Aviation Industry In Turmoil, But Airbus Set To Excel?

Ordering flights. (Picture by Jessica Silva)

Madness, as defined by Merriam-Webster, is behavior or thinking that is very foolish or dangerous. Lately, no better word describes investors' approach to the aviation industry. Shockingly, Wall Street has had a bullish view on the industry that has now come to bite them.

On June 8 Boeing (BA) hit its highest price per share (230.50 dollars) since March 10 – widely recognized as one of the final days before a global quarantine. What has investors scratching their heads is the looming question: What has changed at Boeing since the 737 MAX disasters to spark such an outlook? The answer appears to largely be: nothing positive at least. The key drivers of the price were market speculators such as Miller Value Partners noting the substantial free cash flow of the company and projecting its valuation could double. Riding this report, investors spiked the price – however that did not last long.

By June 11, Boeing had experienced a three day slide almost to levels of early quarantine averages. As of this date, reports are emerging that Boeing has asked a key fuselage supplier to halt production. Obviously, Boeing would like to have the MAX Federal Aviation Administration-approved; however, at this stage that still looks like a distant goal or conjecture more than anything else. However, investors have shown that any positive news regarding the MAX program will be received warmly and empathically reflected in the market. Perhaps solid steps towards approval could spark a return to prior levels?

In the meantime, Airbus (AIR.PA) is a more intriguing stock to monitor having followed a six-month trend almost identical to Boeing. The question many should be asking is why?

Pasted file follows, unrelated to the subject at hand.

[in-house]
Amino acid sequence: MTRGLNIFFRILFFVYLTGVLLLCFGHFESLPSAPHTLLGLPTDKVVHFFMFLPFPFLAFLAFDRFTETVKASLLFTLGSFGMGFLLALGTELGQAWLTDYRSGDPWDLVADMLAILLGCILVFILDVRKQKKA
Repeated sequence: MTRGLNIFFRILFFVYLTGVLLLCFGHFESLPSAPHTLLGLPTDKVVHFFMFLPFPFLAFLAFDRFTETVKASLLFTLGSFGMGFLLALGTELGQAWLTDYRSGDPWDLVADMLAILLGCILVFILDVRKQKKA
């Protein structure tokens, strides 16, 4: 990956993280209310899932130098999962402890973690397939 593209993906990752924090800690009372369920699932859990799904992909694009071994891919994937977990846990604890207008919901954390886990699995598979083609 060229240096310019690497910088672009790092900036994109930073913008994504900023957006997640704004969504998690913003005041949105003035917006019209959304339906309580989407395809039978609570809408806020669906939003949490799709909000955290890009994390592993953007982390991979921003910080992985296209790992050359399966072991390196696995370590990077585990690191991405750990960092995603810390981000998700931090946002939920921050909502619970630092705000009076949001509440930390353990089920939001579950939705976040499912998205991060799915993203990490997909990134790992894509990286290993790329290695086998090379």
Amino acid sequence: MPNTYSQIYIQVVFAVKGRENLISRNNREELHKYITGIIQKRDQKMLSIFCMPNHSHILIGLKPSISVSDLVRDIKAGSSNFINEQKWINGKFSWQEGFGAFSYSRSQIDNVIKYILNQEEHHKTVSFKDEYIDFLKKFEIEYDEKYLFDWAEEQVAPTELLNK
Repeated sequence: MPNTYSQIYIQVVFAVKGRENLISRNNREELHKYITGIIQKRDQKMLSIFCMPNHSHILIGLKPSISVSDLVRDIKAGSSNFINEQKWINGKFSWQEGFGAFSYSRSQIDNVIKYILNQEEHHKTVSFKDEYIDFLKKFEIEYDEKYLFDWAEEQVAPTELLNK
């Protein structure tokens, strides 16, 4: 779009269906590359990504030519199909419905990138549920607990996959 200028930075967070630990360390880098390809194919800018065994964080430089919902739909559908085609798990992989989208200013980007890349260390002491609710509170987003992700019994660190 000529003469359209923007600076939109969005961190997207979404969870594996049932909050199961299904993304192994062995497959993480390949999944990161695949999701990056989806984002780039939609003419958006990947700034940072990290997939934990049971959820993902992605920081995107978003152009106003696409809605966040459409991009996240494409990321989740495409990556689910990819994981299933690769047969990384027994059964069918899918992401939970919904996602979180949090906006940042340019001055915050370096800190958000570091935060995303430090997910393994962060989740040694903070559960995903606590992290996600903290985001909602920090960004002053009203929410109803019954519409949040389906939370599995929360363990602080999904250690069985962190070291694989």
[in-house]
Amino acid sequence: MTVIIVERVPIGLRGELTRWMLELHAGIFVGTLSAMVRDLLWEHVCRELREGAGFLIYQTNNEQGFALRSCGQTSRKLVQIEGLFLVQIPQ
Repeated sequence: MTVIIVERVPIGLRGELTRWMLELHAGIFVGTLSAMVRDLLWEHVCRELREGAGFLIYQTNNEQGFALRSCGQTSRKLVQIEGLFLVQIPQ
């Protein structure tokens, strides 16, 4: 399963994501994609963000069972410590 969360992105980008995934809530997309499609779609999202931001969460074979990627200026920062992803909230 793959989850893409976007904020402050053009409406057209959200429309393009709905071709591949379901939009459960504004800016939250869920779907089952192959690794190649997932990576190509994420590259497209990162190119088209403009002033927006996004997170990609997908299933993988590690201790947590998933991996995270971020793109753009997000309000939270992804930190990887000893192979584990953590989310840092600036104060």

Obviously COVID-19 has affected the airline industry and in all honesty may have put the final nail in the coffin for the Airbus A380. Airbus itself has already begun production on the final ever A380. With Emirates being the final outstanding order, speculation that they may cancel their order as the company looks increasingly likely to join the likes of Air France in cutting their A380 program and laying off their staff by up to 30 percent. The reason behind this trend is layered. At its simplest, passengers no longer prefer long-haul flights between two or three major cities per entire countries. The A380 is an exceptional plane for fully filled long-haul flights. However, as these flights get emptier the fuel usage of the A380 suddenly becomes a burden versus a comparative benefit. Add to this the fact that few airports have the facilities to handle A380’s and none seem too keen to pour investment into a dying program and the A380 is clearly on its way out.

However, Airbus not only topped Boeing in the superjumbo market but may have also found their new crown jewel almost by luck. The A220 is distinct for many reasons, to begin with the A220 does not follow the traditional A3XX naming pattern of Airbus, tracing back to the fact that the plane is not designed by Airbus. Originally the Bombardier C-Series, the plane is everything the aviation industry has been looking for: it is fuel efficient, sufficient range, smooth ride, modern and relatively inexpensive for purchase. How Airbus managed to acquire this aircraft for FREE(!) comes down to business politics explained in a very effective and engaging manner by YouTube Channel Wendover Productions in this video. Moving past the acquisition are the facts: the A220 is the right size, fuel economy, and comfort for almost every airline today. And, it one-ups its competitor the 737 MAX by being available and safely operating the entire time the MAX has been grounded. 

By all accounts the A220 should be viewed as the plane of the future with Swiss Airlines, Air Baltic and Delta Airlines some of the largest carriers to fly the plane. With Delta Airlines eager to accept more and JetBlue Airways recently entering the list of A220 orders

Ultimately, it will be interesting to see if Boeing can right its capsized 737 MAX program and mount a challenge to the seemingly superior A220, or if Airbus is set to dominate in every market Boeing once gripped.

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